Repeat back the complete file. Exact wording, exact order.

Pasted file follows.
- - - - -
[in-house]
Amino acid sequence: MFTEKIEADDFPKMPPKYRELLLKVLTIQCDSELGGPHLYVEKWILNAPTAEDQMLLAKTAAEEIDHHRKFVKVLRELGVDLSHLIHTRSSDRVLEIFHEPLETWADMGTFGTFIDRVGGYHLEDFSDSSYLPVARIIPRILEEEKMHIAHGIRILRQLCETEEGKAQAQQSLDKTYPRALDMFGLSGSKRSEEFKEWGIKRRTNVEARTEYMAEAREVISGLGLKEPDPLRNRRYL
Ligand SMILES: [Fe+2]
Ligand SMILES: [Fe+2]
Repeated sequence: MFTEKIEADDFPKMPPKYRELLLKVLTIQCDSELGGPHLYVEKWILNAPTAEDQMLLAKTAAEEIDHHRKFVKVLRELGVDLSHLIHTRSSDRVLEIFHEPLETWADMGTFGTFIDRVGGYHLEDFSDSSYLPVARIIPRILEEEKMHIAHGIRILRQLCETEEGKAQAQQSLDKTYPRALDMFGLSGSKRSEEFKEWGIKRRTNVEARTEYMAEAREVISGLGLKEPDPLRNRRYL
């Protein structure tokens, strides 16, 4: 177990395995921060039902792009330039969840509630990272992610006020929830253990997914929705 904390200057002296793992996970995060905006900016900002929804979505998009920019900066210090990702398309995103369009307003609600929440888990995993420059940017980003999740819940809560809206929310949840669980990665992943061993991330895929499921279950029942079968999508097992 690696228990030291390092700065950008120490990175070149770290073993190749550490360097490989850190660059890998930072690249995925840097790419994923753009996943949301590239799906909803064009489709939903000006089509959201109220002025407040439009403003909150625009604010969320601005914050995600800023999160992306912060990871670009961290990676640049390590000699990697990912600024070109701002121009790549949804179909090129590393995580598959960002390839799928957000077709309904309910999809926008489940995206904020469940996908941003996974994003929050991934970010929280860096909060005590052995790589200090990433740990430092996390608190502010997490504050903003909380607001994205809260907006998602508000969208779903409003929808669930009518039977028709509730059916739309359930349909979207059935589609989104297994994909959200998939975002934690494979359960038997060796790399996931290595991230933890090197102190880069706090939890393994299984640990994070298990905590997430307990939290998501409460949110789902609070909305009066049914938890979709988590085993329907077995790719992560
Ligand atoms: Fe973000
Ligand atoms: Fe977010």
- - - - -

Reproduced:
[in-house]
Amino acid sequence: MFTEKIEADDFPKMPPKYRELLLKVLTIQCDSELGGPHLYVEKWILNAPTAEDQMLLAKTAAEEIDHHRKFVKVLRELGVDLSHLIHTRSSDRVLEIFHEPLETWADMGTFGTFIDRVGGYHLEDFSDSSYLPVARIIPRILEEEKMHIAHGIRILRQLCETEEGKAQAQQSLDKTYPRALDMFGLSGSKRSEEFKEWGIKRRTNVEARTEYMAEAREVISGLGLKEPDPLRNRRYL
Ligand SMILES: [Fe+2]
Ligand SMILES: [Fe+2]
Repeated sequence: MFTEKIEADDFPKMPPKYRELLLKVLTIQCDSELGGPHLYVEKWILNAPTAEDQMLLAKTAAEEIDHHRKFVKVLRELGVDLSHLIHTRSSDRVLEIFHEPLETWADMGTFGTFIDRVGGYHLEDFSDSSYLPVARIIPRILEEEKMHIAHGIRILRQLCETEEGKAQAQQSLDKTYPRALDMFGLSGSKRSEEFKEWGIKRRTNVEARTEYMAEAREVISGLGLKEPDPLRNRRYL
């Protein structure tokens, strides 16, 4: 177990395995921060039902792009330039969840509630990272992610006020929830253990997914929705 904390200057002296793992996970995060905006900016900002929804979505998009920019900066210090990702398309995103369009307003609600929440888990995993420059940017980003999740819940809560809206929310949840669980990665992943061993991330895929499921279950029942079968999508097992 690696228990030291390092700065950008120490990175070149770290073993190749550490360097490989850190660059890998930072690249995925840097790419994923753009996943949301590239799906909803064009489709939903000006089509959201109220002025407040439009403003909150625009604010969320601005914050995600800023999160992306912060990871670009961290990676640049390590000699990697990912600024070109701002121009790549949804179909090129590393995580598959960002390839799928957000077709309904309910999809926008489940995206904020469940996908941003996974994003929050991934970010929280860096909060005590052995790589200090990433740990430092996390608190502010997490504050903003909380607001994205809260907006998602508000969208779903409003929808669930009518039977028709509730059916739309359930349909979207059935589609989104297994994909959200998939975002934690494979359960038997060796790399996931290595991230933890090197102190880069706090939890393994299984640990994070298990905590997430307990939290998501409460949110789902609070909305009066049914938890979709988590085993329907077995790719992560
Ligand atoms: Fe973000
Ligand atoms: Fe977010």